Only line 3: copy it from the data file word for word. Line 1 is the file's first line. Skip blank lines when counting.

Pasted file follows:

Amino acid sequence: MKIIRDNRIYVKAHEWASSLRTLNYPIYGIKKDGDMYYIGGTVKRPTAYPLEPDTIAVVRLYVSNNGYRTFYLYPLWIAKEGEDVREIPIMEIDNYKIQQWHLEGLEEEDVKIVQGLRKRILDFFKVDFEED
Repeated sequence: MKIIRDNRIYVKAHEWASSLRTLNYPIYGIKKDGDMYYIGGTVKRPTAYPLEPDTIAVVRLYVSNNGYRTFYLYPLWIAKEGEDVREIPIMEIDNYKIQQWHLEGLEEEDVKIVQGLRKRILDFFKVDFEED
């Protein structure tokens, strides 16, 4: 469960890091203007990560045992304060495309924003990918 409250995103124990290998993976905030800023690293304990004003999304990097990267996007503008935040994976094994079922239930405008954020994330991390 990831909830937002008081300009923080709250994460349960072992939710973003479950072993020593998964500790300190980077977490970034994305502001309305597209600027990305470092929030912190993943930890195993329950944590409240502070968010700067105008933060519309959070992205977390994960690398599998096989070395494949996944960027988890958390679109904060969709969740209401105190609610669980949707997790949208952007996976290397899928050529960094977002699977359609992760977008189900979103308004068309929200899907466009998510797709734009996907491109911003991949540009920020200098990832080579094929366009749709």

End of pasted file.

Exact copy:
């Protein structure tokens, strides 16, 4: 469960890091203007990560045992304060495309924003990918 409250995103124990290998993976905030800023690293304990004003999304990097990267996007503008935040994976094994079922239930405008954020994330991390 990831909830937002008081300009923080709250994460349960072992939710973003479950072993020593998964500790300190980077977490970034994305502001309305597209600027990305470092929030912190993943930890195993329950944590409240502070968010700067105008933060519309959070992205977390994960690398599998096989070395494949996944960027988890958390679109904060969709969740209401105190609610669980949707997790949208952007996976290397899928050529960094977002699977359609992760977008189900979103308004068309929200899907466009998510797709734009996907491109911003991949540009920020200098990832080579094929366009749709």